TMS FOR OTHER MENTAL HEALTH DISORDERS

More studies utilizing TMS in conjunction with youth are necessary given the urgent need to treat their depression. It is worth mentioning that TMS has also been used in studies on children with attention-deficit/hyperactivity disorder (ADHD), Tourette’s syndrome, ADHD with Tourette’s, and autism spectrum disorder. As is the case with depression, the studies are limited but do not report significant adverse effects. Clearly, further research is warranted and, when it comes to mental health, time is always of the essence.

TMS CLINICAL STUDIES

Clinical studies suggest that youth respond as well, if not better, to TMS when compared to adults. In fact, a recently published study concluded “symptomatic improvements and response/remission rates were more significant in adolescent patients than in adults. TMS is feasible, tolerable, effective and more applicable to adolescents with mood or anxiety disorders” (Zhang TianHong-g et al., 2018, p. 1). The same study went a step further saying it regarded the findings as “preliminary evidence for applying TMS as an acute method in adolescents with mood or anxiety disorders” (Zhang TianHong-g, et al., 2018, p. 6) rather than exclusively for treatment resistant patients. Currently, TMS is only FDA indicated for depression in adults 18 years and older with treatment resistant depression. A study published in the Pediatric Neurology journal performed a systematic review of literature from 1985-2016 relating to children and any adverse effects from TMS. The study concluded the risks from TMS were similar to the risks in adults. The study further recommended that the guidelines for treating adults with TMS be used when treating youth until specific pediatric guidelines become available. Authors from the Neuroscience Institute of Georgia State University and Department of Neurology, University of Colorado agreed, “While many people have worries regarding the safety of TMS in the child population, our literature review adds to previous ones showing that most adverse events are mild and overall uncommon” (Allen et al., 2017, p. 5).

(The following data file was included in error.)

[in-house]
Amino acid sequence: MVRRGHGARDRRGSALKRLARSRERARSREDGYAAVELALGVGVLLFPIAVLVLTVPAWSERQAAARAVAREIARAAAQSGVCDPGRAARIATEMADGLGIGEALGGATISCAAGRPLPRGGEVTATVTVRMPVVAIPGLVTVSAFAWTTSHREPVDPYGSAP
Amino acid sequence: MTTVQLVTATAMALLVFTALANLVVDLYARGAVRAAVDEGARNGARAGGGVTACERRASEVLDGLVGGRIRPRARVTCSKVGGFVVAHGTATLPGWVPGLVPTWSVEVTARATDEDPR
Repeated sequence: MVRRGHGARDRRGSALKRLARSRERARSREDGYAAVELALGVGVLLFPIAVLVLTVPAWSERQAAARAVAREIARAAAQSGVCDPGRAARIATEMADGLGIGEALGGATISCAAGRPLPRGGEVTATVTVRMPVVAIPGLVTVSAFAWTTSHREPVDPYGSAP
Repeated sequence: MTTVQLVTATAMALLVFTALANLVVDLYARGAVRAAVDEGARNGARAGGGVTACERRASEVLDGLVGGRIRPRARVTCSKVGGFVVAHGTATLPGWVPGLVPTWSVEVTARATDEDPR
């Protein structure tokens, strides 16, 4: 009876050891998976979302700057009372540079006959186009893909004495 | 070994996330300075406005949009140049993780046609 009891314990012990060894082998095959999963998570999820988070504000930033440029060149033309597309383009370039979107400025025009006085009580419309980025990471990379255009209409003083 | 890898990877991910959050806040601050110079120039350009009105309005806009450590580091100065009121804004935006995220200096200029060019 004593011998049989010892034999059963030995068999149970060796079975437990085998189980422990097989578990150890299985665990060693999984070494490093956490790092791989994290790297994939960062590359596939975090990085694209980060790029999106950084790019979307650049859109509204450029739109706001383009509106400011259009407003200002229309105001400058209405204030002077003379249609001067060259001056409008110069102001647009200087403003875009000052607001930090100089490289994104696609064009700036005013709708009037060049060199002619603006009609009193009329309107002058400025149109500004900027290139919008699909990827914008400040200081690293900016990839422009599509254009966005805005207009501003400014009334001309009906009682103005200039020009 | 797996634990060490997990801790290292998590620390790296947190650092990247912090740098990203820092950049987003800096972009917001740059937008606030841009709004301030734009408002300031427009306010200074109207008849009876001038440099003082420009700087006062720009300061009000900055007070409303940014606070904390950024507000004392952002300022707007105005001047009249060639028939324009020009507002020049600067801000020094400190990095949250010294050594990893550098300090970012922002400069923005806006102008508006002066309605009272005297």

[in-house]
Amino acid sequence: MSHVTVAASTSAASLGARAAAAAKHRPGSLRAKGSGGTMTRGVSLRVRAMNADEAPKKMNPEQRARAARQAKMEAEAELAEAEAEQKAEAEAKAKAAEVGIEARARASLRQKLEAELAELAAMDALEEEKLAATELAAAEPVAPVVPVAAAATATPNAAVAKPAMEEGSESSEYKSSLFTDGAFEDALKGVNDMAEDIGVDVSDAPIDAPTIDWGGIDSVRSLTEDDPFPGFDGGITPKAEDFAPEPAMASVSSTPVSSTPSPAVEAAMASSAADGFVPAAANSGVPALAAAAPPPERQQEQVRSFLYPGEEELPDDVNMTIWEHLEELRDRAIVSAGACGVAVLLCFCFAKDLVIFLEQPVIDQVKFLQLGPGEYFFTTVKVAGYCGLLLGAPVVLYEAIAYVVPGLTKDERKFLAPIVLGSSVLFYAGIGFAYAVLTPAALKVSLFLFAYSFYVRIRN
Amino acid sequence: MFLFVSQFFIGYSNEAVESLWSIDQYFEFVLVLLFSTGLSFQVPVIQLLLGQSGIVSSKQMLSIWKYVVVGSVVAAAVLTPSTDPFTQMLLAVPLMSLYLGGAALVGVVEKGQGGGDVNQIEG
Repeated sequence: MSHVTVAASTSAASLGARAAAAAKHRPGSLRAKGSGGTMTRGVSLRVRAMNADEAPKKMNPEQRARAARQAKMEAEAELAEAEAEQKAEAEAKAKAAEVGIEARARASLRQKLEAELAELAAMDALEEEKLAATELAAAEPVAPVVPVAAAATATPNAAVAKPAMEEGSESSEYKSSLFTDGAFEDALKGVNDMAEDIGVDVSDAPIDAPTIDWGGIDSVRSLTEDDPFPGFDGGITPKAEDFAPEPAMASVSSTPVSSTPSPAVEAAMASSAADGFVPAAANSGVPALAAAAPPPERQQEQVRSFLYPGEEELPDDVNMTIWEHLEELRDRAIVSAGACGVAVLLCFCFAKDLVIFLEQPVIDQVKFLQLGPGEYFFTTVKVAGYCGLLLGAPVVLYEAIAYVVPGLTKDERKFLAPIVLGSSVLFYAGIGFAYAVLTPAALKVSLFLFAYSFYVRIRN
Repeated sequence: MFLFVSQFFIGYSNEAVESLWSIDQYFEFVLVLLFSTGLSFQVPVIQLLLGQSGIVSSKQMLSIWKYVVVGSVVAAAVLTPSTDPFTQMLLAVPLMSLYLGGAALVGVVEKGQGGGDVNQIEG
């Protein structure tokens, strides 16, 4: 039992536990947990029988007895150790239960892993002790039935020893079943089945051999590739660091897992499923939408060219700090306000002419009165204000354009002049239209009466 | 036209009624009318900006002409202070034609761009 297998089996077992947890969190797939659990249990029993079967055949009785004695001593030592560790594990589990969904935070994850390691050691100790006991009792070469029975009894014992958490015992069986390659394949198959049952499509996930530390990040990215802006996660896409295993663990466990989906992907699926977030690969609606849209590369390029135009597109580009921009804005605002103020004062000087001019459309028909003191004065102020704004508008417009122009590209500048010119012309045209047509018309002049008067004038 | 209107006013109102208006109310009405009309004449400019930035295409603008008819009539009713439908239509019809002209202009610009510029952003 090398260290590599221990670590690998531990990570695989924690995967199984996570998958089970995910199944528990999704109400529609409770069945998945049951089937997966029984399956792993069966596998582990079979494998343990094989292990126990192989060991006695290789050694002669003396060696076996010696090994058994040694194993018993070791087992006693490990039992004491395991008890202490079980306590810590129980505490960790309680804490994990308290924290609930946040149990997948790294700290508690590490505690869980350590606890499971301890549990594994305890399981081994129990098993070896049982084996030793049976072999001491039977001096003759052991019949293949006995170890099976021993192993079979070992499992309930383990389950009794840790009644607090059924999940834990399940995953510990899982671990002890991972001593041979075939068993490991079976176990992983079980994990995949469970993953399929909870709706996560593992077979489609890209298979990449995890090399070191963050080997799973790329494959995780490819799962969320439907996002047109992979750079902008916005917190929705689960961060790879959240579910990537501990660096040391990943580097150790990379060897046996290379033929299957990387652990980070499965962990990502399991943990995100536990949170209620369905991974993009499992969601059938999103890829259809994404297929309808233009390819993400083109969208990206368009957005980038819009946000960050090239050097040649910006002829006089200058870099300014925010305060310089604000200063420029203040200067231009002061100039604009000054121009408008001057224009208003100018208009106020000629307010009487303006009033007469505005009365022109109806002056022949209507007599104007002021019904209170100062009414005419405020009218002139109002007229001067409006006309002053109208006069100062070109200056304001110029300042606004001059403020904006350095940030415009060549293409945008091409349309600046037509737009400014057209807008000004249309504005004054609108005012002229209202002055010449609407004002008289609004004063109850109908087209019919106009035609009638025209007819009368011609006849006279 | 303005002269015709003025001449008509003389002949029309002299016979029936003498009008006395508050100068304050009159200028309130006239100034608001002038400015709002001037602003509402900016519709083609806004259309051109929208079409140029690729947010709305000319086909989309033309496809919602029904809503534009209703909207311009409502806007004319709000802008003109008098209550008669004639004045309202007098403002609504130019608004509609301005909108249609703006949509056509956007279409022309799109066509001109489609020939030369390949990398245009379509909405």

SOURCES

Major Depression. (n.d.). Retrieved November 17, 2018, from https://www.nimh.nih.gove

Soraya Seedat, (2014) Controversies in the use of antidepressants in children and adolescents: A decade since the storm and where do we stand now?, Journal of Child & Adolescent Mental Health, 26:2, iii-v, DOI: 10.2989/17280583.2014.938497

Rajapakse, T., & Kirton, A. (2013). Non-invasive brain stimulation in children: applications and future directions. Translational neuroscience, 4(2), 10.2478/s13380-013-0116-3.

Zhang TianHong-g, et al., Add-on rTMS for the acute treatment of depressive symptoms is probably more effective in adolescents than in adults: Evidence from real-world clinical practice, Brain Stimulation (2018)

Safety of Transcranial Magnetic Stimulation in Children: A Systematic Review of the Literature Allen, Corey H. et al. Pediatric Neurology , Volume 68 , 3 – 17

Manuel Casanova, (2017) The FDA and safety of rTMS in children